Ponce massacre

The Ponce massacre was an event that took place on Palm Sunday, 21 March 1937, in Ponce, Puerto Rico, when a peaceful civilian march turned into a police shooting in which 19 civilians and two policemen were killed,[6] and more than 200 civilians wounded. Most of the dead were reportedly shot in their backs.[7] The march had been organized by the Puerto Rican Nationalist Party to commemorate the abolition of slavery in Puerto Rico by the governing Spanish National Assembly in 1873,[8] and to protest the U.S. government's imprisonment of the Party's leader, Pedro Albizu Campos, on sedition charges.[9]

An investigation led by the United States Commission on Civil Rights put the blame for the massacre squarely on the U.S.-appointed governor of Puerto Rico; Blanton Winship.[10][11] Further criticism by members of the U.S. Congress led President Franklin D. Roosevelt to remove Winship in 1939 as governor.[12]

Governor Winship was never prosecuted for the massacre and no one under his chain of command – including the police who took part in the event, and admitted to the mass shooting – was ever prosecuted or reprimanded.[13]

The Ponce massacre remains the largest massacre in post-Spanish imperial history in Puerto Rico.[11] It has been the source of many articles, books, paintings, films, and theatrical works.

Ponce massacre
Ponce Massacre
Outbreak of the Ponce Massacre
LocationPonce, Puerto Rico
Date21 March 1937[1]
3:15 pm[2] (EST)
TargetSupporters of the Puerto Rican Nationalist Party
Attack type
massacre
WeaponsThompson submachine guns, tear gas bombs, machine guns, rifles, pistols[3]
Deaths21 (19 civilians and two police officers). The civilian casualties included women and children; the policemen died from friendly fire.
Non-fatal injuries
235 civilians wounded[4]
PerpetratorsGovernor Blanton Winship via the Puerto Rico Insular Police[5]

Chronology of events

Ponce Massacre
Carlos Torres Morales, a photo journalist for the newspaper El Imparcial was covering the march and took this photograph when the shooting began.[14]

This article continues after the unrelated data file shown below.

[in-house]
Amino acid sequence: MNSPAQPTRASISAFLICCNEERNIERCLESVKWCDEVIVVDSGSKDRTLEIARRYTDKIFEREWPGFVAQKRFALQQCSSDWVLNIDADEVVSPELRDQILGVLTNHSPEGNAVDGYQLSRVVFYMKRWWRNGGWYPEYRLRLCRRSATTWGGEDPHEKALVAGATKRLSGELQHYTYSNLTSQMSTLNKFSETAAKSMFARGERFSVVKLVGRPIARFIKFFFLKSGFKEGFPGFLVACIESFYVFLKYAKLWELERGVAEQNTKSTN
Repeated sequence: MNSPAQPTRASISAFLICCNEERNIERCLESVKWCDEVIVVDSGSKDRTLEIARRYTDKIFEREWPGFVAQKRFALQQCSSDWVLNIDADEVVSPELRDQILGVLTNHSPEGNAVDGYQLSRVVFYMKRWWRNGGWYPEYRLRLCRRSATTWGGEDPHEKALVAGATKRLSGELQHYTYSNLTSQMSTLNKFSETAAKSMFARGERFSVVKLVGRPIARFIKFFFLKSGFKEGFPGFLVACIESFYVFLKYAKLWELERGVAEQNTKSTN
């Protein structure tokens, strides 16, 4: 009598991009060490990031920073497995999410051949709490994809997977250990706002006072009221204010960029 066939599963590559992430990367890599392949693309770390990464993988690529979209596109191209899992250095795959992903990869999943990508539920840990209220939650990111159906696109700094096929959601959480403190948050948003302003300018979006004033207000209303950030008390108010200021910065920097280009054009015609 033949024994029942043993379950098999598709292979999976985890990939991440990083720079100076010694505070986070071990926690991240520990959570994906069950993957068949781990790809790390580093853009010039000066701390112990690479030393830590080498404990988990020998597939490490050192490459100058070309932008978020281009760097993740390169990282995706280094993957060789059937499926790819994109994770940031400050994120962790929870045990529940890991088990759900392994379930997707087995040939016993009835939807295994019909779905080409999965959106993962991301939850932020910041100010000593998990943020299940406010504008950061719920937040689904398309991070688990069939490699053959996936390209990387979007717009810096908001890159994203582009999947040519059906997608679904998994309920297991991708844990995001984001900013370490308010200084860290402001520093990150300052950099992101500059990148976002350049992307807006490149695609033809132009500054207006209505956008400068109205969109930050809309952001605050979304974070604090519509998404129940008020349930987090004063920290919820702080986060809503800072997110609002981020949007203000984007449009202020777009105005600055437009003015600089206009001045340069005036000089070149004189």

Several days before the scheduled Palm Sunday march, the Nationalists had received legal permits for a peaceful protest from José Tormos Diego, the mayor of Ponce. According to a 1926 Puerto Rico Supreme Court ruling, government permits were not necessary for the use of plazas, parks or streets for meetings or parades.[15] As a courtesy to the Ponce municipal government, the Nationalists nevertheless requested the permit.[16]

Upon learning about the march, the U.S.-appointed governor of Puerto Rico, General Blanton Winship, ordered the new Insular Police Chief, Colonel Enrique de Orbeta, to contact Mayor Tormos and have him cancel the parade permit. He ordered the police chief to increase the police force in the southern city, and to stop, "by all means necessary", any demonstration conducted by the nationalists in Ponce.[17] Without notice to the organizers, or any opportunity to appeal, or any time to arrange an alternate venue, the permits were abruptly withdrawn, just before the protest was scheduled to begin.[13]

Following Governor Winship's orders, Colonel de Orbeta went to Ponce where he concentrated police units from across the island sporting "the latest riot control equipment", among which he included the machine gunners in the island. Winship intended to crush the activities of the Nationalists and their leader, Pedro Albizu Campos.[10]

Col. de Orbeta - Ponce Massacre (El Mundo)
Police Chief de Orbeta and Insular Police officers, immediately after the massacre

The Insular Police, a force somewhat resembling the National Guard, was under the direct military command of Governor Winship[12] and ultimate responsibility for the massacre fell on Winship, who controlled the National Guard and Insular Police, and ordered the shootings.[11]

Police Chief Guillermo Soldevilla of the municipality of Juana Díaz,[18] with 14 policemen, took a position in front of the marchers. Chief Perez Segarra and Sgt. Rafael Molina, commanding nine policemen armed with Thompson submachine guns[13] and tear gas bombs, stood in the back. Chief of Police Antonio Bernardi, heading 11 policemen armed with machine guns, stood in the east; and another group of 12 police, armed with rifles, was placed in the west. According to some reports, police numbered "over 200 heavily armed" guards.[19]

Viva la Republica
The "Viva la República, Abajo los Asesinos" (English: "Long live the Republic, Down with the Murderers!") message which cadet Bolívar Márquez Telechea wrote with his blood before he died.